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1.3.1 Doppler Shift

If a source of light moves with velocity v relative to the observer so that the velocity vector makes an angle theta with respect to the radial vector from the observer to the source, the spectral shift of the light from the source measured by the observer will be given by

Equation 1.1 (1.1)

where v = |v| and c is the speed of light. For small velocities, this formula reduces to the Newtonian limit z = v / c for radially outward motion.

For stellar motion in our galaxy it is common to find small Doppler shifts both positive and negative and these are interpreted in terms of stars moving away from or towards us. James Terrell in 1966 interpreted the quasar redshifts as arising from fast ejection of quasars from the galactic centre. The problem with this concept was that it endowed the galactic centre with violent activity, which was not consistent with the undisrupted motions of stars in the area. This idea was taken further by Hoyle and Burbidge (1966), who suggested that, unlike the case for our galaxy, ejection from a galactic nucleus that shows violent activity would appear normal. in particular, they suggested NGC 5128 as a likely site for ejection.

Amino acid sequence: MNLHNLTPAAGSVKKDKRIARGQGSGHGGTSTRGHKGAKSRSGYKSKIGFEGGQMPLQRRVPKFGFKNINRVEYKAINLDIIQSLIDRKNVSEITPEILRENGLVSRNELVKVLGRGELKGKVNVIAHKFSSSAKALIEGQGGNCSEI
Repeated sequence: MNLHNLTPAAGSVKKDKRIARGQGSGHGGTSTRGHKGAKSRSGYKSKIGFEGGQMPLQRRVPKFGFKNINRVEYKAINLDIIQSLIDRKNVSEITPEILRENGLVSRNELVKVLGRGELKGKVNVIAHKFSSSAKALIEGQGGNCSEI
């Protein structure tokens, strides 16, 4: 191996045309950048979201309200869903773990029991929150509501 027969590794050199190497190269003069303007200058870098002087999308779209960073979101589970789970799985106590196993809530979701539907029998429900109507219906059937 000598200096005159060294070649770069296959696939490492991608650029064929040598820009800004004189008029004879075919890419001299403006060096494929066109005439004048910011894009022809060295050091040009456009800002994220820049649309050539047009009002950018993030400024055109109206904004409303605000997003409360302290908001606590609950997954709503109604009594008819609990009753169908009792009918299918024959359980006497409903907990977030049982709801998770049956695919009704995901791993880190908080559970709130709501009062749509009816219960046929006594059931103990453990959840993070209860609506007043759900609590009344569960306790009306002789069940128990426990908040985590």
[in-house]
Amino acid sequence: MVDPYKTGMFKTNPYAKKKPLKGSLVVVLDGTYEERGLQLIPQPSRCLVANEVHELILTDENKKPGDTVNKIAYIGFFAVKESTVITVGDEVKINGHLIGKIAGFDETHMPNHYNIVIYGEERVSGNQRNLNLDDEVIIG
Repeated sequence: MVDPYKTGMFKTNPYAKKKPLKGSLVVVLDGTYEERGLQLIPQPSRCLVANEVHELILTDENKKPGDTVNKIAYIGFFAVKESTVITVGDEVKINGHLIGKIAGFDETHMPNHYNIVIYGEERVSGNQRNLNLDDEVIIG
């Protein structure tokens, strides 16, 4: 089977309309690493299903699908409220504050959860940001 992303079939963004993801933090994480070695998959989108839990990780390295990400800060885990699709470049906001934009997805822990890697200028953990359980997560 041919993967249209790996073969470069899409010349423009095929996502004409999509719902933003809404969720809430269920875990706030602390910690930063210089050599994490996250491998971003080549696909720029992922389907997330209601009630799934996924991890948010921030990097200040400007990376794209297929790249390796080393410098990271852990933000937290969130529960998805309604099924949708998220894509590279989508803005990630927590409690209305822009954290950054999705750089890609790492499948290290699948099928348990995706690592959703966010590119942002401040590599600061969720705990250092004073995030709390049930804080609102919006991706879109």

The Doppler hypothesis thus delinks redshift from distance: that is, a large redshift does not imply that the source is very distant. This eases the energy budget of a typical source. However, if several such sources are to be ejected from a single site (such as NGC 5128) the energetics of that site becomes problematical. Moreover, there is the problem of blueshifts.

The problem was first highlighted by P. Strittmatter in 1966 (unpublished). A site of explosion will eject quasars in all directions. Thus, unless the explosion occurred a long time ago, some quasars would still be travelling towards the observer and these should show blueshifts. Moreover, these quasars would appear brighter due to the blueshift effect and would tend to dominate in a sample that is complete with respect to all quasars brighter than a specified flux level. Detailed calculations based on isotropic ejection of all such quasars show that the ratio of blueshifted (N-) quasars to redshifted (N+) quasars in a flux-limited sample is

Equation 1.2 (1.2)

where zm is the maximum redshift in the sample, and alpha is the spectral index of a typical source. Thus, for a maximum redshift of 2, say, and a spectral index unity, we may expect 81 times as many blueshifted sources as redshifted ones!

We will return to this problem in Chapter 15. For the time being we leave the topic of Doppler shifts as it was perceived in the early sixties, and move on to the next alternative.

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